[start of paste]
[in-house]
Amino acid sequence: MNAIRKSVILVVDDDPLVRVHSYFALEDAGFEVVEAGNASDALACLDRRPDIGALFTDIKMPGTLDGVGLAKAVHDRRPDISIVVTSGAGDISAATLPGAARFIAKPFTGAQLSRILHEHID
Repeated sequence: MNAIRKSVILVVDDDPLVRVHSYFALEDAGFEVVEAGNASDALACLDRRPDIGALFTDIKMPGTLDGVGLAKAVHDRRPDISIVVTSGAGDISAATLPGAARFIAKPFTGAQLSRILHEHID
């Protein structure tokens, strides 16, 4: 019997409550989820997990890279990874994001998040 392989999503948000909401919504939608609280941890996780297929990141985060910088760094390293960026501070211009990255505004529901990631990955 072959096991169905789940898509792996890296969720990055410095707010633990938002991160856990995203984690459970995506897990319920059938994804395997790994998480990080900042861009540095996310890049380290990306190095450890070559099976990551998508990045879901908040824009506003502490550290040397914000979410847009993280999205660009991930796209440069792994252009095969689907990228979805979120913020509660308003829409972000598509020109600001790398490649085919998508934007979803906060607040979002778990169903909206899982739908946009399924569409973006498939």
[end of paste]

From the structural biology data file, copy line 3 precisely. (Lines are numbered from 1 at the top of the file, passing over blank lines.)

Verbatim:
Repeated sequence: MNAIRKSVILVVDDDPLVRVHSYFALEDAGFEVVEAGNASDALACLDRRPDIGALFTDIKMPGTLDGVGLAKAVHDRRPDISIVVTSGAGDISAATLPGAARFIAKPFTGAQLSRILHEHID